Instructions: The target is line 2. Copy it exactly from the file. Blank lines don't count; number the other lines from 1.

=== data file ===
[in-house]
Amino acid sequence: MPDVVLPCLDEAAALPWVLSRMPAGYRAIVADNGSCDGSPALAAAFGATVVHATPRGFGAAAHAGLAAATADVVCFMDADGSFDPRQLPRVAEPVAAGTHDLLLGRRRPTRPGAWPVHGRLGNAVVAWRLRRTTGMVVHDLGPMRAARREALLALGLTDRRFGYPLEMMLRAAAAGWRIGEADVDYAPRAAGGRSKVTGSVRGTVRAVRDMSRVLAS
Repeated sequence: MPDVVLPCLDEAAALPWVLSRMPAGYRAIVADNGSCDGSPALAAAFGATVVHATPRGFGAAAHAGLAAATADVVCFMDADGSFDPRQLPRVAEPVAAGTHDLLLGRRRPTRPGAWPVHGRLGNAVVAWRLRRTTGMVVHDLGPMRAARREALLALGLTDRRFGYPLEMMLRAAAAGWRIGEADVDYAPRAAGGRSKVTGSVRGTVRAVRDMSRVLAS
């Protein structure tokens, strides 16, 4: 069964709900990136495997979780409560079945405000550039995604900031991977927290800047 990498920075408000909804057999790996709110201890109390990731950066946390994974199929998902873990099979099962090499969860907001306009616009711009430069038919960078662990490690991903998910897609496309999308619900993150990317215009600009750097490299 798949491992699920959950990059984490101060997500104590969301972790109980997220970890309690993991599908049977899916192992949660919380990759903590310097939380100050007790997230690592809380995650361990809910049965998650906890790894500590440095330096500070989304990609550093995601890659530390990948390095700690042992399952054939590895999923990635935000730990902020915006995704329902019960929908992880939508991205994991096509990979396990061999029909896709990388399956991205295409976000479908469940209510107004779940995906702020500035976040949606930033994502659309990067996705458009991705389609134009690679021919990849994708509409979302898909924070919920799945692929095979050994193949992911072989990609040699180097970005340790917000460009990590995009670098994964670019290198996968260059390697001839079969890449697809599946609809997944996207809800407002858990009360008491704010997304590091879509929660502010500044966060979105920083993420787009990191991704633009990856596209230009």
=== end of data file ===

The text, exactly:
Amino acid sequence: MPDVVLPCLDEAAALPWVLSRMPAGYRAIVADNGSCDGSPALAAAFGATVVHATPRGFGAAAHAGLAAATADVVCFMDADGSFDPRQLPRVAEPVAAGTHDLLLGRRRPTRPGAWPVHGRLGNAVVAWRLRRTTGMVVHDLGPMRAARREALLALGLTDRRFGYPLEMMLRAAAAGWRIGEADVDYAPRAAGGRSKVTGSVRGTVRAVRDMSRVLAS